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The Berlin Boxing Club by Robert Sharenow
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May 23, 12

bookshelves: reviewed
Read in May, 2012

Karl Stern is a fourteen year old boy, growing up in Berlin. His family is not one that practices Jewish traditions, but they have Jewish roots. While Karl and his father do not show "Jewish" characteristics, his mother and sister do; curly black hair, and larger noses. The fact that Karl has never touched a synagog or that he doesn't identify with the religion of Judaism holds no weight with the bullies of his school. After a very quick one sided fight (not to is favor), Karl is left with no self esteem and tons of resentment and self hatred.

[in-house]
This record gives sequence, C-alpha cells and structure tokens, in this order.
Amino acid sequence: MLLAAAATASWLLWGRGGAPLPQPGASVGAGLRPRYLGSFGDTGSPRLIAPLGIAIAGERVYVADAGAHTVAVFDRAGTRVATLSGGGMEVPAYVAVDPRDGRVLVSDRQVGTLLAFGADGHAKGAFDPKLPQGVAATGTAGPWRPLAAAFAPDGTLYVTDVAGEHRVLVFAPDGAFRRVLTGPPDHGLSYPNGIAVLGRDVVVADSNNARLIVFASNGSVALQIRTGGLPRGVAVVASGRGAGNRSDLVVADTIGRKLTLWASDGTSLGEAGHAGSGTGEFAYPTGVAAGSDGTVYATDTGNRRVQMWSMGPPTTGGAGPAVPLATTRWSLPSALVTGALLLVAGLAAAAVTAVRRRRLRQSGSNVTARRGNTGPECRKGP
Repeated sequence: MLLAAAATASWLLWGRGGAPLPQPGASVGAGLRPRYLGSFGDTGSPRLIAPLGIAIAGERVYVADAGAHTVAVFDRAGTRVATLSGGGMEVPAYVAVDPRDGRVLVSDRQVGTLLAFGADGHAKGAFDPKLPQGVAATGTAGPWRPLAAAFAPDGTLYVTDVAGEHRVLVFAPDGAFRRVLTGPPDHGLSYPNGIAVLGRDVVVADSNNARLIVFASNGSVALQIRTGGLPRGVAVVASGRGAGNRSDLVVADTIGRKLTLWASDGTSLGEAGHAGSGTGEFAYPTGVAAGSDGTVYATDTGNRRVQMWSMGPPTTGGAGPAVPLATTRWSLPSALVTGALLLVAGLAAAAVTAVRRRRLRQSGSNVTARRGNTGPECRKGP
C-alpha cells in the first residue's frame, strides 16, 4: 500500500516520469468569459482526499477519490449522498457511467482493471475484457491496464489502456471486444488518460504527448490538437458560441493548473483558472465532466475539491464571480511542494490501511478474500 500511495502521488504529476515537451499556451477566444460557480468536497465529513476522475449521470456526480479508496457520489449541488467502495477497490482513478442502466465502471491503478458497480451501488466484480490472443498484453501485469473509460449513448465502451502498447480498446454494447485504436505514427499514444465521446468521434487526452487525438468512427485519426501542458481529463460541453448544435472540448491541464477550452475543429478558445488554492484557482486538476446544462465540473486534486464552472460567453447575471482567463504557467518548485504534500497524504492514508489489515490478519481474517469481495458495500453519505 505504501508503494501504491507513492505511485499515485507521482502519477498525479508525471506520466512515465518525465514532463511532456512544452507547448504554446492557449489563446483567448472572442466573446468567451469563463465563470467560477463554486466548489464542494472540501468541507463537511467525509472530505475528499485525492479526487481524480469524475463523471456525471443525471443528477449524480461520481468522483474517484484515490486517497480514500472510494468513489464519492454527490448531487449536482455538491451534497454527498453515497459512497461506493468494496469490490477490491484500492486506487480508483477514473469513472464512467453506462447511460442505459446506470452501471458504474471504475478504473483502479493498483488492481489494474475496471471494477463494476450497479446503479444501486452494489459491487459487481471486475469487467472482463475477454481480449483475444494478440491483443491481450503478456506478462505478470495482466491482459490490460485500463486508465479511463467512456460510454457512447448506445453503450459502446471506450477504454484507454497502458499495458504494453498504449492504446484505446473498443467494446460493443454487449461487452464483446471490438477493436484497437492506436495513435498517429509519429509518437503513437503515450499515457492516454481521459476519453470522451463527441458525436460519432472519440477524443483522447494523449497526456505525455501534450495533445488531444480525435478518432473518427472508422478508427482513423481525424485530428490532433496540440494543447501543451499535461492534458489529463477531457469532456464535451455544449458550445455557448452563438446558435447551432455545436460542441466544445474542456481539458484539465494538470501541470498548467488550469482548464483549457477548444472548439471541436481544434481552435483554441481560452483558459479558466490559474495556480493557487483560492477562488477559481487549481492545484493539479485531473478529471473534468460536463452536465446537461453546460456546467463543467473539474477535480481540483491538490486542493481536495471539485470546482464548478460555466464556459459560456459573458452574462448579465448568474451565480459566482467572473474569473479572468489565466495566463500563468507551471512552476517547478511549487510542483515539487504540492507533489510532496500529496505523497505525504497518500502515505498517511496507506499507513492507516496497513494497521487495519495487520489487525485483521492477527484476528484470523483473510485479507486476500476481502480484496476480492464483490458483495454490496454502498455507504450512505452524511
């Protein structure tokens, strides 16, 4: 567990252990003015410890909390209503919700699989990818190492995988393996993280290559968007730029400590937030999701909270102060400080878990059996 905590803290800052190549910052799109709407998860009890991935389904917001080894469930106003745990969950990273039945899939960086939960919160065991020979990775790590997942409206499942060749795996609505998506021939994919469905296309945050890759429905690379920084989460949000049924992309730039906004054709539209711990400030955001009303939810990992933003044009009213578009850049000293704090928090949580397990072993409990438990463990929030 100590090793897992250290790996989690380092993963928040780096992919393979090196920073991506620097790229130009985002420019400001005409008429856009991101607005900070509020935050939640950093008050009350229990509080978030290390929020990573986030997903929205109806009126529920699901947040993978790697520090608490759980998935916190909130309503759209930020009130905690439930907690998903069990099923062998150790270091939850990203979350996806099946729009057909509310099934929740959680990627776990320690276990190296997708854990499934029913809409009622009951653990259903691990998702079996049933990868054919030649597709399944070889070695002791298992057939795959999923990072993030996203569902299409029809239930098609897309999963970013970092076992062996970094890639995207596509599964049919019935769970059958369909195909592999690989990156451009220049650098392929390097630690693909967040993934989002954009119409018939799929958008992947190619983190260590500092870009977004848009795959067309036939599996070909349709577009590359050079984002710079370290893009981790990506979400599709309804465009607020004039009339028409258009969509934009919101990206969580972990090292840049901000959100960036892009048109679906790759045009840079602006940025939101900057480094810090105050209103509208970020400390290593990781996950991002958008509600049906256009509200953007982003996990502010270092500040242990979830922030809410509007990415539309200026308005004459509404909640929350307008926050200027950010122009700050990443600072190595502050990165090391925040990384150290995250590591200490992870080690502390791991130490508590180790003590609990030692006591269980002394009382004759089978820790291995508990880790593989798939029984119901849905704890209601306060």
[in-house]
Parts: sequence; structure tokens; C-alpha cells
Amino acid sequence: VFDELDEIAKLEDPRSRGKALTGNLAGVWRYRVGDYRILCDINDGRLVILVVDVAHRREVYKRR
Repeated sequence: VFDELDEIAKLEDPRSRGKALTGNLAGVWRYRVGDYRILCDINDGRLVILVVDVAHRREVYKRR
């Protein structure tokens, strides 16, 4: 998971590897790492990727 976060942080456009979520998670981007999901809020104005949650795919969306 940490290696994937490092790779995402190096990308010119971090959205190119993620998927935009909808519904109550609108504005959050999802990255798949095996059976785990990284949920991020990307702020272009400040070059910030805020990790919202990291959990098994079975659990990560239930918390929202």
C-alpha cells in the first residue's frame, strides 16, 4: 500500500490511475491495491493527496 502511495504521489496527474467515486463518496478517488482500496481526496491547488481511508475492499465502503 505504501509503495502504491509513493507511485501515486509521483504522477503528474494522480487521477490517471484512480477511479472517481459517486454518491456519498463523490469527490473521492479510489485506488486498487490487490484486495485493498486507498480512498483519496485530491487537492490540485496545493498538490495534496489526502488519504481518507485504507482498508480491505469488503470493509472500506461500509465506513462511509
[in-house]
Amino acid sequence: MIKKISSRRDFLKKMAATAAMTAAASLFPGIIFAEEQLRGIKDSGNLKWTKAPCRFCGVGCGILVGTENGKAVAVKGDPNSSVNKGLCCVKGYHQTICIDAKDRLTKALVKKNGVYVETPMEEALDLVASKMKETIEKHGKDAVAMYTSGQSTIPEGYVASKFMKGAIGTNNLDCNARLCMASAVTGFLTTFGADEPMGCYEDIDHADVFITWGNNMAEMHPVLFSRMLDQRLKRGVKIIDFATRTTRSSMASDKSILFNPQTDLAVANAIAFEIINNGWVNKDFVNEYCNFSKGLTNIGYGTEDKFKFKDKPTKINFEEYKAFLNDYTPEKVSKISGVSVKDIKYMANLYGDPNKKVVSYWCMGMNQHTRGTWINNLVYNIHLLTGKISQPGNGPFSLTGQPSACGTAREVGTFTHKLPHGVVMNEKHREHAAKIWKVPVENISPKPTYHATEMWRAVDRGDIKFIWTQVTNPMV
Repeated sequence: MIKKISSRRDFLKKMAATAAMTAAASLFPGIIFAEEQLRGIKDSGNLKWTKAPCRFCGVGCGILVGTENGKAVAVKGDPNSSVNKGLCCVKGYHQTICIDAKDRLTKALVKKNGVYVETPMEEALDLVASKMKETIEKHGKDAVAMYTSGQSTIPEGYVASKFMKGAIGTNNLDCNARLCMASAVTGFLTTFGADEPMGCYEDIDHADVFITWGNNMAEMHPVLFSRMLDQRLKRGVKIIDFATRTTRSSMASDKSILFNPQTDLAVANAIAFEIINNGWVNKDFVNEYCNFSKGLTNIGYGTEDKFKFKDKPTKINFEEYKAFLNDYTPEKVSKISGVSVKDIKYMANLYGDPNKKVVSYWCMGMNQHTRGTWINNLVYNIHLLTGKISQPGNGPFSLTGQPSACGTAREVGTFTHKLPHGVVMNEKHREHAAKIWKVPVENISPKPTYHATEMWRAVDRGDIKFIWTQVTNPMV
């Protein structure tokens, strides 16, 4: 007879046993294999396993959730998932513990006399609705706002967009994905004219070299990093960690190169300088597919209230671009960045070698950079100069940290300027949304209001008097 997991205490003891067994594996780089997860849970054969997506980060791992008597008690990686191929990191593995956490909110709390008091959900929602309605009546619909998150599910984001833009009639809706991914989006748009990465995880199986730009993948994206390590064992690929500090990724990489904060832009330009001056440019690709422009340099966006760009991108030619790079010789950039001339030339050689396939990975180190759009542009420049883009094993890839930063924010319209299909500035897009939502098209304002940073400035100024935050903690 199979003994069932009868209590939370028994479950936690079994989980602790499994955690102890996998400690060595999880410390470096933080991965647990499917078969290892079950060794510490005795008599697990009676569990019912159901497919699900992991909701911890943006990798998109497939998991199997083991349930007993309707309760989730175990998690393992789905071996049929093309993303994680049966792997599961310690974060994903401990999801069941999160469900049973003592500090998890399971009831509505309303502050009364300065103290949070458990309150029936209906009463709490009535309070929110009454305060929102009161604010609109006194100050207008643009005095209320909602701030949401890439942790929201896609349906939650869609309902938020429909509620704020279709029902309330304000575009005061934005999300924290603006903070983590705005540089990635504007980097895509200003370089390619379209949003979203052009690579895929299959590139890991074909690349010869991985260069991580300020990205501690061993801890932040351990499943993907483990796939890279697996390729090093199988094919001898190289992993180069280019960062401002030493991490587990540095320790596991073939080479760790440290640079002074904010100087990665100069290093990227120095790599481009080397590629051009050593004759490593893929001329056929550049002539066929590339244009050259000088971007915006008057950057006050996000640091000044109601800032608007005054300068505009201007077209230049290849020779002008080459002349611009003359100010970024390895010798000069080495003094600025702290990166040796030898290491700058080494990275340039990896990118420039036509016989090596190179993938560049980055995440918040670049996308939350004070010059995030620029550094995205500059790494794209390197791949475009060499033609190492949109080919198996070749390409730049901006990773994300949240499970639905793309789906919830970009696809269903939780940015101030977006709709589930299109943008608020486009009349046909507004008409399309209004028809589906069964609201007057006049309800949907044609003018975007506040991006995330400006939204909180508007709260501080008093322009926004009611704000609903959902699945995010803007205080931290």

When Karl Stern is given the chance to learn to box with Max Schmeling, he jumps on it. He begins to train hard, full of determination, and slowly he finds himself growing stronger. Meanwhile, the prosecution against Jews increases. His little sister faces oppression and insults at school, and a fight at the family's studio leaves Karl devastated.

The Berlin Boxing Club is a new perspective of the Holocaust, the story of a boy who rises up to stand for his family - Karl Stern makes an enormous transition throughout the book, showing a journey of violence, oppression, love and endurance.
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